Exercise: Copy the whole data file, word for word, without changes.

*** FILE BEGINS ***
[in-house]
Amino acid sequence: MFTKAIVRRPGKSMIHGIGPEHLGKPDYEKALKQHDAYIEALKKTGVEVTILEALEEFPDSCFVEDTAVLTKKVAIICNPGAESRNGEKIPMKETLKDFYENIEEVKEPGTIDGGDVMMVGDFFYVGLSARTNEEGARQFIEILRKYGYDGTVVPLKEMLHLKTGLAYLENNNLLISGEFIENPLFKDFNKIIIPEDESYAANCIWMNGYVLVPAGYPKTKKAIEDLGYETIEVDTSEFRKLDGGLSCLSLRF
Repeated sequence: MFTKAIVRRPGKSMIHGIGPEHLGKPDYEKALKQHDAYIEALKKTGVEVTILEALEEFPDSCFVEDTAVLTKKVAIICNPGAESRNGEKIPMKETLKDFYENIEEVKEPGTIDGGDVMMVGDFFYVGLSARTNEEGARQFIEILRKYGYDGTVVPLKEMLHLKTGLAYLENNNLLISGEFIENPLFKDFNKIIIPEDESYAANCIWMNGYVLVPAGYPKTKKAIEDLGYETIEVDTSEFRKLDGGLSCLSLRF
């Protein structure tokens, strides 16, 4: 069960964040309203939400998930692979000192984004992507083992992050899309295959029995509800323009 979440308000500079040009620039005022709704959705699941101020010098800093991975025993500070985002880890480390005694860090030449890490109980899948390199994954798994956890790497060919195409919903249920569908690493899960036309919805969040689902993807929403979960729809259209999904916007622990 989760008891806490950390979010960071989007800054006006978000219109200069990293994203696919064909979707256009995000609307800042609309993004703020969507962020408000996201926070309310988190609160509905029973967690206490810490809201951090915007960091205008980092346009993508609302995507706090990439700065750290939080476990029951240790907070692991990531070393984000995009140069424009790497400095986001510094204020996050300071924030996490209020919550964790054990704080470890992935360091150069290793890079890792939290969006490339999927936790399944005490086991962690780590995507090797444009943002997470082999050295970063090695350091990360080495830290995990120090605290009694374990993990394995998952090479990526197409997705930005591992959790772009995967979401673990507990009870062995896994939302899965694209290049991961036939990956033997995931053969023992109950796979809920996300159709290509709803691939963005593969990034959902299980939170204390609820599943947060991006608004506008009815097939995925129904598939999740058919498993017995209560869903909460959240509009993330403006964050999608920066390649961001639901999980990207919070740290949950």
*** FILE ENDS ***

[in-house]
Amino acid sequence: MFTKAIVRRPGKSMIHGIGPEHLGKPDYEKALKQHDAYIEALKKTGVEVTILEALEEFPDSCFVEDTAVLTKKVAIICNPGAESRNGEKIPMKETLKDFYENIEEVKEPGTIDGGDVMMVGDFFYVGLSARTNEEGARQFIEILRKYGYDGTVVPLKEMLHLKTGLAYLENNNLLISGEFIENPLFKDFNKIIIPEDESYAANCIWMNGYVLVPAGYPKTKKAIEDLGYETIEVDTSEFRKLDGGLSCLSLRF
Repeated sequence: MFTKAIVRRPGKSMIHGIGPEHLGKPDYEKALKQHDAYIEALKKTGVEVTILEALEEFPDSCFVEDTAVLTKKVAIICNPGAESRNGEKIPMKETLKDFYENIEEVKEPGTIDGGDVMMVGDFFYVGLSARTNEEGARQFIEILRKYGYDGTVVPLKEMLHLKTGLAYLENNNLLISGEFIENPLFKDFNKIIIPEDESYAANCIWMNGYVLVPAGYPKTKKAIEDLGYETIEVDTSEFRKLDGGLSCLSLRF
């Protein structure tokens, strides 16, 4: 069960964040309203939400998930692979000192984004992507083992992050899309295959029995509800323009 979440308000500079040009620039005022709704959705699941101020010098800093991975025993500070985002880890480390005694860090030449890490109980899948390199994954798994956890790497060919195409919903249920569908690493899960036309919805969040689902993807929403979960729809259209999904916007622990 989760008891806490950390979010960071989007800054006006978000219109200069990293994203696919064909979707256009995000609307800042609309993004703020969507962020408000996201926070309310988190609160509905029973967690206490810490809201951090915007960091205008980092346009993508609302995507706090990439700065750290939080476990029951240790907070692991990531070393984000995009140069424009790497400095986001510094204020996050300071924030996490209020919550964790054990704080470890992935360091150069290793890079890792939290969006490339999927936790399944005490086991962690780590995507090797444009943002997470082999050295970063090695350091990360080495830290995990120090605290009694374990993990394995998952090479990526197409997705930005591992959790772009995967979401673990507990009870062995896994939302899965694209290049991961036939990956033997995931053969023992109950796979809920996300159709290509709803691939963005593969990034959902299980939170204390609820599943947060991006608004506008009815097939995925129904598939999740058919498993017995209560869903909460959240509009993330403006964050999608920066390649961001639901999980990207919070740290949950």